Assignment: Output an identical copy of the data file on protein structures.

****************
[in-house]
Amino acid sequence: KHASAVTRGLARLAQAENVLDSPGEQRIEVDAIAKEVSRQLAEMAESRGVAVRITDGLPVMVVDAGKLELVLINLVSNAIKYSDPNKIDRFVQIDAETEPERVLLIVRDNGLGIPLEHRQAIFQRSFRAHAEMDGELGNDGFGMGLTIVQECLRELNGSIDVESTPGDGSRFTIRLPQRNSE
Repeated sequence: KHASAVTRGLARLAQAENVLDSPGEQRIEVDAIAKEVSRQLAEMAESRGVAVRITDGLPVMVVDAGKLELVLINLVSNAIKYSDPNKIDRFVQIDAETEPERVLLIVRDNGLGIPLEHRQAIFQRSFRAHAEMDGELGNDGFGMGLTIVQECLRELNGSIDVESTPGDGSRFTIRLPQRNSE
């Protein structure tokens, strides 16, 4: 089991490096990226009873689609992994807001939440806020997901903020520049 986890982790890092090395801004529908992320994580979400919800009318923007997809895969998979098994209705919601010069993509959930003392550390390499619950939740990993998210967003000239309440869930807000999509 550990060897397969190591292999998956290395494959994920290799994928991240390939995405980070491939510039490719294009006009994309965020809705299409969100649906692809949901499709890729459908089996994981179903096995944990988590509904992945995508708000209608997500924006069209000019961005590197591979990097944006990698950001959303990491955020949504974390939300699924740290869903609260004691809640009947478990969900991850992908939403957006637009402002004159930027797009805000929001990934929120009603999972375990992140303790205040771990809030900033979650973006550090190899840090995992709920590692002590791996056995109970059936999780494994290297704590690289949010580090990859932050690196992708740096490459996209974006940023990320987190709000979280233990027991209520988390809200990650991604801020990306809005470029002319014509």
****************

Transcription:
[in-house]
Amino acid sequence: KHASAVTRGLARLAQAENVLDSPGEQRIEVDAIAKEVSRQLAEMAESRGVAVRITDGLPVMVVDAGKLELVLINLVSNAIKYSDPNKIDRFVQIDAETEPERVLLIVRDNGLGIPLEHRQAIFQRSFRAHAEMDGELGNDGFGMGLTIVQECLRELNGSIDVESTPGDGSRFTIRLPQRNSE
Repeated sequence: KHASAVTRGLARLAQAENVLDSPGEQRIEVDAIAKEVSRQLAEMAESRGVAVRITDGLPVMVVDAGKLELVLINLVSNAIKYSDPNKIDRFVQIDAETEPERVLLIVRDNGLGIPLEHRQAIFQRSFRAHAEMDGELGNDGFGMGLTIVQECLRELNGSIDVESTPGDGSRFTIRLPQRNSE
């Protein structure tokens, strides 16, 4: 089991490096990226009873689609992994807001939440806020997901903020520049 986890982790890092090395801004529908992320994580979400919800009318923007997809895969998979098994209705919601010069993509959930003392550390390499619950939740990993998210967003000239309440869930807000999509 550990060897397969190591292999998956290395494959994920290799994928991240390939995405980070491939510039490719294009006009994309965020809705299409969100649906692809949901499709890729459908089996994981179903096995944990988590509904992945995508708000209608997500924006069209000019961005590197591979990097944006990698950001959303990491955020949504974390939300699924740290869903609260004691809640009947478990969900991850992908939403957006637009402002004159930027797009805000929001990934929120009603999972375990992140303790205040771990809030900033979650973006550090190899840090995992709920590692002590791996056995109970059936999780494994290297704590690289949010580090990859932050690196992708740096490459996209974006940023990320987190709000979280233990027991209520988390809200990650991604801020990306809005470029002319014509």